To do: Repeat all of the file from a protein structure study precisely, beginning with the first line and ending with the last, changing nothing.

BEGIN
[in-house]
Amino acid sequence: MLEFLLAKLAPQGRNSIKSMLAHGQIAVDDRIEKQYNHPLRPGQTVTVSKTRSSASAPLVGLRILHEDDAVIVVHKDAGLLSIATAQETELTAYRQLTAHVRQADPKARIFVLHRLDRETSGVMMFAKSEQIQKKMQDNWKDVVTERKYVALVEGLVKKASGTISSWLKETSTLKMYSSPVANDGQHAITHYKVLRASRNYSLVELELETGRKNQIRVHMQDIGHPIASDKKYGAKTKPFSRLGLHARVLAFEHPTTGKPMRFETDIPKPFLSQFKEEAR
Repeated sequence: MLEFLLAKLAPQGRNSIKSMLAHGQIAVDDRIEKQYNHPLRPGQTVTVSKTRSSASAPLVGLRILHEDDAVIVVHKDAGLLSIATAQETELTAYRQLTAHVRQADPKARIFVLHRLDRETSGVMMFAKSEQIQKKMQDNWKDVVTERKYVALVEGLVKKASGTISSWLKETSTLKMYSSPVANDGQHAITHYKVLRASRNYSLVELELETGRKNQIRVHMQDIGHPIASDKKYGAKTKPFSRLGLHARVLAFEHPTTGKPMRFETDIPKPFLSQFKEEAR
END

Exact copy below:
[in-house]
Amino acid sequence: MLEFLLAKLAPQGRNSIKSMLAHGQIAVDDRIEKQYNHPLRPGQTVTVSKTRSSASAPLVGLRILHEDDAVIVVHKDAGLLSIATAQETELTAYRQLTAHVRQADPKARIFVLHRLDRETSGVMMFAKSEQIQKKMQDNWKDVVTERKYVALVEGLVKKASGTISSWLKETSTLKMYSSPVANDGQHAITHYKVLRASRNYSLVELELETGRKNQIRVHMQDIGHPIASDKKYGAKTKPFSRLGLHARVLAFEHPTTGKPMRFETDIPKPFLSQFKEEAR
Repeated sequence: MLEFLLAKLAPQGRNSIKSMLAHGQIAVDDRIEKQYNHPLRPGQTVTVSKTRSSASAPLVGLRILHEDDAVIVVHKDAGLLSIATAQETELTAYRQLTAHVRQADPKARIFVLHRLDRETSGVMMFAKSEQIQKKMQDNWKDVVTERKYVALVEGLVKKASGTISSWLKETSTLKMYSSPVANDGQHAITHYKVLRASRNYSLVELELETGRKNQIRVHMQDIGHPIASDKKYGAKTKPFSRLGLHARVLAFEHPTTGKPMRFETDIPKPFLSQFKEEAR